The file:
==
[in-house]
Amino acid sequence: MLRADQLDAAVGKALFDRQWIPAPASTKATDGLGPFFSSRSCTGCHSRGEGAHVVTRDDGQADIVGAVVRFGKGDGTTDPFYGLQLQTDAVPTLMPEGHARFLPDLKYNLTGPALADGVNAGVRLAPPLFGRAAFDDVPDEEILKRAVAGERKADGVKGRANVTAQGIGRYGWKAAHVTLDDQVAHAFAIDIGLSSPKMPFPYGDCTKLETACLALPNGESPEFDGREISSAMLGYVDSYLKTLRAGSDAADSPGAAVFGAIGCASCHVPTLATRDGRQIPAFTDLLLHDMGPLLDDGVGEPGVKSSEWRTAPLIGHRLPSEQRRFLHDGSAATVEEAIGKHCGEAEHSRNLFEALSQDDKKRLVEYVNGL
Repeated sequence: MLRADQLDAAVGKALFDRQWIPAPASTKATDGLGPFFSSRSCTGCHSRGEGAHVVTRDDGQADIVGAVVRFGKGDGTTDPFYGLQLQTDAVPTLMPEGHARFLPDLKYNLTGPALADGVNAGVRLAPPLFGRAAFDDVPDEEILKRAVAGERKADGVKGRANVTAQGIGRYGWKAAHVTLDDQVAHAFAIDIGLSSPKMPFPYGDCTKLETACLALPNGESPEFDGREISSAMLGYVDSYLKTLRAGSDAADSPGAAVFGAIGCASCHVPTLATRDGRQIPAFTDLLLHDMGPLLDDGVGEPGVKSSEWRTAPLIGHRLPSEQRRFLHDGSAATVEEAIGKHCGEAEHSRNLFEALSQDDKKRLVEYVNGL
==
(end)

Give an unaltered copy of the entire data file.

[in-house]
Amino acid sequence: MLRADQLDAAVGKALFDRQWIPAPASTKATDGLGPFFSSRSCTGCHSRGEGAHVVTRDDGQADIVGAVVRFGKGDGTTDPFYGLQLQTDAVPTLMPEGHARFLPDLKYNLTGPALADGVNAGVRLAPPLFGRAAFDDVPDEEILKRAVAGERKADGVKGRANVTAQGIGRYGWKAAHVTLDDQVAHAFAIDIGLSSPKMPFPYGDCTKLETACLALPNGESPEFDGREISSAMLGYVDSYLKTLRAGSDAADSPGAAVFGAIGCASCHVPTLATRDGRQIPAFTDLLLHDMGPLLDDGVGEPGVKSSEWRTAPLIGHRLPSEQRRFLHDGSAATVEEAIGKHCGEAEHSRNLFEALSQDDKKRLVEYVNGL
Repeated sequence: MLRADQLDAAVGKALFDRQWIPAPASTKATDGLGPFFSSRSCTGCHSRGEGAHVVTRDDGQADIVGAVVRFGKGDGTTDPFYGLQLQTDAVPTLMPEGHARFLPDLKYNLTGPALADGVNAGVRLAPPLFGRAAFDDVPDEEILKRAVAGERKADGVKGRANVTAQGIGRYGWKAAHVTLDDQVAHAFAIDIGLSSPKMPFPYGDCTKLETACLALPNGESPEFDGREISSAMLGYVDSYLKTLRAGSDAADSPGAAVFGAIGCASCHVPTLATRDGRQIPAFTDLLLHDMGPLLDDGVGEPGVKSSEWRTAPLIGHRLPSEQRRFLHDGSAATVEEAIGKHCGEAEHSRNLFEALSQDDKKRLVEYVNGL